Since late in 2015, the Fed has been on a path towards policy normalization, most notably through the process of slowly raising short-term rates toward the central bank’s neutral rate of around 3%. From its current target range of 1.75 – 2.0%, the Fed is expected to announce another quarter-point hike after its policy meeting on September 26, followed by one more increase before the end of the year and further hikes in 2019.
How does the current cycle compare to other tightening cycles over the past three decades? As illustrated above, the recent pace of increases has been much slower than those in previous cycles. Further, although the tightening process has been long, the cumulative increase in rates remains relatively low by historical standards, consistent with the slower growth and lower inflation that persisted for an extended period after the last recession. Looking ahead, the Fed continues to project a continuation of methodically raising rates well into 2019. Still, by any number of measures, interest rates remain exceptionally low, and monetary policy remains broadly supportive of the economy, even as the Fed slowly drains its proverbial punch bowl.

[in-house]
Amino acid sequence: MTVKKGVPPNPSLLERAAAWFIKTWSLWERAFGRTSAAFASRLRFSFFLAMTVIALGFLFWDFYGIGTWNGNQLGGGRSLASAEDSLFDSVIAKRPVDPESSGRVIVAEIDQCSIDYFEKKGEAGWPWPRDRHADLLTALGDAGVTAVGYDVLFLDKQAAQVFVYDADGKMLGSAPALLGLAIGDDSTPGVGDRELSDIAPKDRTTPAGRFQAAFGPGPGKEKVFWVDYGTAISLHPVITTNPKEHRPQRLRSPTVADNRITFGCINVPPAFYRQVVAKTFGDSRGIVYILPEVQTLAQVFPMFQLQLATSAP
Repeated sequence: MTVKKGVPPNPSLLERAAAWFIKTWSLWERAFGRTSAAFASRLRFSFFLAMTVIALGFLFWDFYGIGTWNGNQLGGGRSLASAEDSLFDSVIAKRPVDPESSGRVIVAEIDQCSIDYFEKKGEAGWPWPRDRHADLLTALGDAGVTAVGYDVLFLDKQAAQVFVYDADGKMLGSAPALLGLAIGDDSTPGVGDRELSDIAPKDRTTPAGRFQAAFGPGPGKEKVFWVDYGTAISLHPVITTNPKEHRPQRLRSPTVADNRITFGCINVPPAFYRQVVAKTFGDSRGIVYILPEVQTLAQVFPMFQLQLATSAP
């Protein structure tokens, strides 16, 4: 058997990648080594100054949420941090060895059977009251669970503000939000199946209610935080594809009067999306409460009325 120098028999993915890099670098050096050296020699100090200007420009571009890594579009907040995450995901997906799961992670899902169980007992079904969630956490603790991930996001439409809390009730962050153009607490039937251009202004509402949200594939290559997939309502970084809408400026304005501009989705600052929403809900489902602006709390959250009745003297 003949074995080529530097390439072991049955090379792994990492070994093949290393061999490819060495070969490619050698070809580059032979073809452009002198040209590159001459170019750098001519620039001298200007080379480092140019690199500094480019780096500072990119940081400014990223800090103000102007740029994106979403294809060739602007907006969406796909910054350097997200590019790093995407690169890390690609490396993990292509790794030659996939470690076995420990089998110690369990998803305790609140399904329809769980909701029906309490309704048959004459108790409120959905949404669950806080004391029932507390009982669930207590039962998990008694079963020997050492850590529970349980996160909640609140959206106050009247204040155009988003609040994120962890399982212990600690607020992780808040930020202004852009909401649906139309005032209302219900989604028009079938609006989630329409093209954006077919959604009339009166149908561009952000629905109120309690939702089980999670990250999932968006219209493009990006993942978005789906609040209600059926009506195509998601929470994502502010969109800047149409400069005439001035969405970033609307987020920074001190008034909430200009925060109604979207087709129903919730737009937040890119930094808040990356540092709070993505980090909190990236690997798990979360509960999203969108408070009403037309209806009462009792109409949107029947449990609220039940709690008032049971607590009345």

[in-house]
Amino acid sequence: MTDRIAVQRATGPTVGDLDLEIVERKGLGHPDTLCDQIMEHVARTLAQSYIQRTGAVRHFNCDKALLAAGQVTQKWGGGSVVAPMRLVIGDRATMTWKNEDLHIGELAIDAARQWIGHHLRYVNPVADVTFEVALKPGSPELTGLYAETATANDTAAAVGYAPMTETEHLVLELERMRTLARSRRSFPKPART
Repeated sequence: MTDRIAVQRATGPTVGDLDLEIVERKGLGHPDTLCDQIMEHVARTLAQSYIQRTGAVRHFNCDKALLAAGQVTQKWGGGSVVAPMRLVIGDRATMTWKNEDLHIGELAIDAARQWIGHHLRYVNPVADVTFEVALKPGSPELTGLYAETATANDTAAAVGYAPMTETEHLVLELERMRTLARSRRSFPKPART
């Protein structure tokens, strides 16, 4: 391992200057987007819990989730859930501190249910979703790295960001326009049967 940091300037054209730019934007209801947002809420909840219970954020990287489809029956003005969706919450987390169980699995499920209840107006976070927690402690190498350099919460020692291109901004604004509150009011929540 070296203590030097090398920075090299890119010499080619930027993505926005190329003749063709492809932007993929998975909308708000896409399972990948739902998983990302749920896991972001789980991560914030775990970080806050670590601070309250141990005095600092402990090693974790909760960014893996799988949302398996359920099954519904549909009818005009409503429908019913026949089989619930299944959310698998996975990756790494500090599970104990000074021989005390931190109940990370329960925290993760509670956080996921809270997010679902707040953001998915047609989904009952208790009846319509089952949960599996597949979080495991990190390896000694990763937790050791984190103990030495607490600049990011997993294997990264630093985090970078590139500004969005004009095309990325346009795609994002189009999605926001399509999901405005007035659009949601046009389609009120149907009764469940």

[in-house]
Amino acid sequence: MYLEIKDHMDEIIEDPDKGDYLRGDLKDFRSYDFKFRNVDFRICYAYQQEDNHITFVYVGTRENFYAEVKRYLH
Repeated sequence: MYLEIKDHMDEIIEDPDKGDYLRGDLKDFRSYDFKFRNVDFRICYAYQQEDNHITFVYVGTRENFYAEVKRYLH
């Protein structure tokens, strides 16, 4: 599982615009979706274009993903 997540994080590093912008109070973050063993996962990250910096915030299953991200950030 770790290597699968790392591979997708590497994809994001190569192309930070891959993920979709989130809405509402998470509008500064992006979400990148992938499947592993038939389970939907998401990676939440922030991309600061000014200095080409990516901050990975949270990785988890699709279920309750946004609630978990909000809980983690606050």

Plante Moran Financial Advisors (PMFA) publishes this update to convey general information about market conditions and not for the purpose of providing investment advice. You should consult a representative from PMFA for investment advice regarding your own situation. The information provided is based on information believed to be reliable at the time it was issued. Any analysis non-factual in nature constitutes only current opinions, which are subject to change.